03/14/2014 05:36 pm ET Updated Dec 06, 2017

HUFFPOLLSTER: Friday Pi Day Edition

Jonathan Kantor via Getty Images

The threat from Russia is rising among Americans...but watch out for the context set by previous questions. Support for same-sex marriage appears to be accelerating. And TGIPD (thank God it's Pi Day). This is HuffPollster for Friday, March 14, 2014.

RUSSIA INCREASINGLY VIEWED AS A THREAT - CNN: "As the crisis in the Ukraine continues, a new national poll indicates that for the first time in more than a decade, more than half of Americans see Russia as a serious threat to the U.S….According to the poll, 69% of Americans say they see Russia as [a] threat to the U.S. 'That's a 25-percentage point increase since 2012 and represents the highest number on that question since the break-up of the Soviet Union,' says CNN Polling Director Keating Holland." [CNN]

But In foreign policy polling, context matters - YouGov's Doug Rivers: "Most polls, including ours, don't attempt to put questions into 'historic context.' We tend to ask questions and let people put them into whatever context they want. We asked whether 'the U.S. should get involved with Russia's dispute with Ukraine' without asking whether they know where Ukraine is, what the dispute is about, or anything else."

To test how much framing might influence opinions, YouGov asked half the sample on their latest survey simply, "Do you think the U.S. should get involved in Russia's dispute with Ukraine?" while prefacing the question among the other half by asking, "Do you think Vladimir Putin's actions in Crimea today are similar to what Hitler did in Austria and Czechoslovakia in 1938?" and "Would you consider it 'appeasement' for the U.S. and other western democracies not to take strong action to defend Ukraine?"

Rivers: "Only 21% of those asked in the conventional way favored U.S. involvement in the Ukraine. When this question was preceded by the questions about appeasement and comparing Putin to Hitler, support for U.S. involvement rose to 29%. It didn't change the overall result -- a majority of Americans still oppose getting involved in the Ukraine even after the parallel to 1938 is mentioned -- but it does make a difference of about 8%....Even after mentioning Hitler, only 7% favored sending troops (compared to 5% in the normal poll) and 13% favored providing weapons (compared to 10% without the cue). The suggestion of appeasement did appear to raise support for economic sanctions and financial aid (by 7% and 8%, respectively) and slightly dampen support for negotiations."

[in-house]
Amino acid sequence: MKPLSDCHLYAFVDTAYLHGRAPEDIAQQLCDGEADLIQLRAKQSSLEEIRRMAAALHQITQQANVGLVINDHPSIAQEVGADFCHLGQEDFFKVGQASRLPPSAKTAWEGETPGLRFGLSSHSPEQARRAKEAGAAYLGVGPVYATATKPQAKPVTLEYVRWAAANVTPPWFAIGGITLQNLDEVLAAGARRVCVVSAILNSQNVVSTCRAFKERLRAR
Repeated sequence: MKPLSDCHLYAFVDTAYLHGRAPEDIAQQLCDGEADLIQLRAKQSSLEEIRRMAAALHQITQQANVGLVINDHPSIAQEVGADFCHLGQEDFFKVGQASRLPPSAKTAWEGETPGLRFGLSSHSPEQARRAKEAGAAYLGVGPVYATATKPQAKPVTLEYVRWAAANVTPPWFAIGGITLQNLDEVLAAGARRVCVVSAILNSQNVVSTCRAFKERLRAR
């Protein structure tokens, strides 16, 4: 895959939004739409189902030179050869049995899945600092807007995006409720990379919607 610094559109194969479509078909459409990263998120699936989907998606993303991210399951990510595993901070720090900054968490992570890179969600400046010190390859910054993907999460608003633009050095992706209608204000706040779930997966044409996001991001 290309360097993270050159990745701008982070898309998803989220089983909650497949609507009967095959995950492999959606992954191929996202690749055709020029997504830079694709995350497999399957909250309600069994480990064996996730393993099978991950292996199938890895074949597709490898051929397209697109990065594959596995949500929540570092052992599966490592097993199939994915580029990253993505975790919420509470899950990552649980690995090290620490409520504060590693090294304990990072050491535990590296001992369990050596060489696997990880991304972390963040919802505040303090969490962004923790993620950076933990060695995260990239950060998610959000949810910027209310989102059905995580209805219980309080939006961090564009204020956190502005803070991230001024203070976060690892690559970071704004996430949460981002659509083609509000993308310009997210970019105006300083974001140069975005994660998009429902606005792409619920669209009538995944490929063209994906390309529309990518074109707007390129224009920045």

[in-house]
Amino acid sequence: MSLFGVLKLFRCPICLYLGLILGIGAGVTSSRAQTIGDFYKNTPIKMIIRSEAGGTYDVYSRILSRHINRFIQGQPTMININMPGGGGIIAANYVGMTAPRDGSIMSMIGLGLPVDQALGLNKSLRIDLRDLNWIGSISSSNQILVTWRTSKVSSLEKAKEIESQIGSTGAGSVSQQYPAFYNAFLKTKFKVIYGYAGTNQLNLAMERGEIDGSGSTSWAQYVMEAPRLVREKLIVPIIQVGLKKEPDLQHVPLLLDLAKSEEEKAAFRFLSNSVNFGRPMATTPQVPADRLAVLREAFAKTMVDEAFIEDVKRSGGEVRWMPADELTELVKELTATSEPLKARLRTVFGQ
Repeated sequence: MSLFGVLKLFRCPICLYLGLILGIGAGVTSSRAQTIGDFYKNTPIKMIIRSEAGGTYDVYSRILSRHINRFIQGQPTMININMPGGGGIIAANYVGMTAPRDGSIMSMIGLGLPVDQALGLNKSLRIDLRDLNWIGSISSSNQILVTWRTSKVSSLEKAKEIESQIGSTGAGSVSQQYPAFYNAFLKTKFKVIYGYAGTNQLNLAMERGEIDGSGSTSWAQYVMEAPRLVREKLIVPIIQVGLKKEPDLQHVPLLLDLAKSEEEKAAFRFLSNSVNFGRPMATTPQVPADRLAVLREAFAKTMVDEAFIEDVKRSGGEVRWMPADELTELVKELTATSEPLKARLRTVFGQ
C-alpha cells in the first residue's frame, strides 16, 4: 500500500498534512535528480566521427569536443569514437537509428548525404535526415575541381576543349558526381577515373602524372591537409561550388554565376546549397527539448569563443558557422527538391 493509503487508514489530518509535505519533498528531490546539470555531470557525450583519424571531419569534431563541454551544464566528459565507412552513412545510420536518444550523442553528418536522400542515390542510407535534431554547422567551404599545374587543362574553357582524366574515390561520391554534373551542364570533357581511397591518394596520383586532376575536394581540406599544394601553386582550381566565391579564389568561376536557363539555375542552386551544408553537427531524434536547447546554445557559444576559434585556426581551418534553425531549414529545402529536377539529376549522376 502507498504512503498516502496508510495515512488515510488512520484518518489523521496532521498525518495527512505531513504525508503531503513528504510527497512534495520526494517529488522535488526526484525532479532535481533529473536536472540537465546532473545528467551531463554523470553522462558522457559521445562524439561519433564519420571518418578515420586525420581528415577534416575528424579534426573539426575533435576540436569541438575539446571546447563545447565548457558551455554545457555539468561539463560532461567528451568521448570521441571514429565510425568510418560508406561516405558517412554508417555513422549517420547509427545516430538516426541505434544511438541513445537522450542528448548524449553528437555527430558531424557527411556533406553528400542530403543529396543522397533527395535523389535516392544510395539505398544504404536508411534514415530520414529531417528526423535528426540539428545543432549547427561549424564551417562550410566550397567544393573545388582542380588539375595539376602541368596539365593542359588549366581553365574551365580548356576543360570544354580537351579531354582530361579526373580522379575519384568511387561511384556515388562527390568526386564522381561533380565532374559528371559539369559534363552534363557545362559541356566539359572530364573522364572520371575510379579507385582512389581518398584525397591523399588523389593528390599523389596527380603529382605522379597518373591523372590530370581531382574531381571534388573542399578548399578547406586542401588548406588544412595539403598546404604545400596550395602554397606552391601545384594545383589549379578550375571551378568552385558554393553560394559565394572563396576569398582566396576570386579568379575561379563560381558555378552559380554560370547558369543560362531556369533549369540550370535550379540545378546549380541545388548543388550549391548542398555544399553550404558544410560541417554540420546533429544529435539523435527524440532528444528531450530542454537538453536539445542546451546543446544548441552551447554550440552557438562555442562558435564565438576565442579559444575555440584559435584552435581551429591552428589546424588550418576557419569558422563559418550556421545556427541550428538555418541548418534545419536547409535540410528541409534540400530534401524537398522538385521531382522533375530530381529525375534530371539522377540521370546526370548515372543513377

SUPPORT FOR SAME SEX MARRIAGE IS ACCELERATING - Andrew Flores, the Public Opinion Project director at the Williams Institute at UCLA School of Law: "Here is some evidence that support for same-sex marriage is truly accelerating. Below I compare how well two different kinds of trends fit the pattern in the polls: a simple linear trend, which assumes that the rate of change is stable, and a polynomial trend, which assumes that the rate of change is increasing. The accelerated regression line better fits both the data prior to 2004 and the upward trend after 2012. Additional statistical tests confirm that the accelerated trend does indeed out-perform the linear trend. This has important implications for where public opinion is headed. If the stable linear trend were the right one, then by 2016 just over 56 percent of the public would be expected to support same-sex marriage. However, the accelerated trend predicts that support for same-sex marriage will be about 5 points higher by 2016. It is appropriate to infer that opinions are trending positively and changing exponentially as time goes on." [WaPost's Monkey Cage]


IT'S PI DAY! - So of course we're quoting Geek.com: "If you’re in the US, at some point today your clock will read 9:26 on March 14, 2014. That means you’ll see 3/14/14 9:26:53, which is almost the most complete representation of Pi we’ll ever see in a date/time format — we’re off by just one one ten-thousandth! We’ll have to wait for next year for a truly massive blowout, but we can still celebrate the mathematical wonder that is Pi today. Do you know what that means?" Click through for "3.1415926 reasons to celebrate." [Geek.com]